Joseph C. Phillips, best known for his role on the ‘Cosby Show’ joins the faculty at Clark Atlanta University

Joseph C. Phillips

Joseph C. PhillipsJoseph C. Phillips who famously played Denise Huxtable’s Navy husband, Lt. Martin Kendall, on “The Cosby Show” has been hired on as professor of Theatre and Communications Studies at Clark Atlanta University in Atlanta.

The historically Black university’s president, Dr. George T. French Jr., welcomed Phillips in an announcement last Friday, Oct. 7, writing, “Joseph brings a wealth of awe-inspiring talent, meaningful engagement in the community, and a portfolio of informed, decisive commentary to the University.. We anticipate that he will inspire independent thinking, civic responsibility, and a passion for interdisciplinary learning in our students—which aligns perfectly with our mantra to ‘lift our community by lifting our voices.’”

Phillips confirmed the news, changing the work status on his Facebook page to read: Professor at Clark Atlanta University; Former Actor at Hollywood, 1983 – 2016.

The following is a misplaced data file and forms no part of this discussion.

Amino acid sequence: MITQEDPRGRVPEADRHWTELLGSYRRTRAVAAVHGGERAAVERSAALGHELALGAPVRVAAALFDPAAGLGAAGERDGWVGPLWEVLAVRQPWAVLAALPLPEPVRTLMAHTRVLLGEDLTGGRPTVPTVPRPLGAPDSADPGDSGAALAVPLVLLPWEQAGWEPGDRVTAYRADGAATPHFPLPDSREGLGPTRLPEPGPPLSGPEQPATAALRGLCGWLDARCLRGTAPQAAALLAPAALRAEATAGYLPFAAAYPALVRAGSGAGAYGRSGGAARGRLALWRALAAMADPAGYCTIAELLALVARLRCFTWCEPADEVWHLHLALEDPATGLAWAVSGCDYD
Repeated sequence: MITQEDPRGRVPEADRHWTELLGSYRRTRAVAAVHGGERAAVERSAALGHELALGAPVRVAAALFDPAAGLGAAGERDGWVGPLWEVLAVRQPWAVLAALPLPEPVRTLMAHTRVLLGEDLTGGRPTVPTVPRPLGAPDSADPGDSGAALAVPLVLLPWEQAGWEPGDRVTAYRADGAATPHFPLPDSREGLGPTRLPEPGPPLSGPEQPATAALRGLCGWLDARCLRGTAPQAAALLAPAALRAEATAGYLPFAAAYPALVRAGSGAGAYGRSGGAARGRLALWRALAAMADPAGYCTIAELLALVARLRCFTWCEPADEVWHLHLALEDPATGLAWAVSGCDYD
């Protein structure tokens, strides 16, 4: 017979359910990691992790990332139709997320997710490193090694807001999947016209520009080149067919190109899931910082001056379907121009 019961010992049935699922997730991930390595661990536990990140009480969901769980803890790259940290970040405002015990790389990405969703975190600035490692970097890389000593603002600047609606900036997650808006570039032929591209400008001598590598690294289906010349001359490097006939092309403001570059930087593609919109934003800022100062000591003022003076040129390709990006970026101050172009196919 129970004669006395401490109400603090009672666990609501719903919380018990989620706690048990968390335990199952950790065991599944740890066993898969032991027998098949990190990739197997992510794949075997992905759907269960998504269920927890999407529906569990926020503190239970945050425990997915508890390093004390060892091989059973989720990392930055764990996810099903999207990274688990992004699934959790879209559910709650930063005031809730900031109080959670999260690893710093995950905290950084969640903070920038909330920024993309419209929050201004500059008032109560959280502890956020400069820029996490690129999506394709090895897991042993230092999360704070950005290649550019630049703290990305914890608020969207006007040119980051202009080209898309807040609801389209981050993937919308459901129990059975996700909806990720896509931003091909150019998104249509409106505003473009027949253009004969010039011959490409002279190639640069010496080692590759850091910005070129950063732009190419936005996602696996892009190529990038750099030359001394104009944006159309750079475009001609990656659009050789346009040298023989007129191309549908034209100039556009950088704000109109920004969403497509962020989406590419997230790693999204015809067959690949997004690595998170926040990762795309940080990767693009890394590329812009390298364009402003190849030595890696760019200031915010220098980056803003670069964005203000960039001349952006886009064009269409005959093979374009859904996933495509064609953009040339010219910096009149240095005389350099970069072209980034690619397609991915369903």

The Cosby Show cast
Joseph C. Phillips (Far right in blue shirt) poses with fellow cast members of “The Cosby Show”. Circa, 1990.
Phillips was introduced to “The Cosby Show” audiences in 1985, joining the iconic cast as the stiff-collared military husband of Lisa Bonet‘s character, Denise Huxtable. Denise and Martin had married in secret, returning to the Huxtable home to live, towing along Martin’s 4-year-old daughter, Olivia, played by Raven-Symoné. Phillips enjoyed a long career after “The Cosby Show” starring alongside Tommy Davidson and Halle Berry in 1991’s “Strictly Business”, and with roles on “Without a Trace”, “Criminal Minds”, “13 Reasons Why”, “How to Get Away with Murder”, “NCIS”, and a number a soap operas. Even reuniting with fellow “The Cosby Show” alum, Malcolm-Jamal Warner on “The Resident”.

Equally, Phillips has a long list of accomplishments in academia, including fellowships at the Centennial Institute at Colorado Christian College, the Claremont Institute, and the Robert J. Dole Institute of Politics at the University of Kansas.

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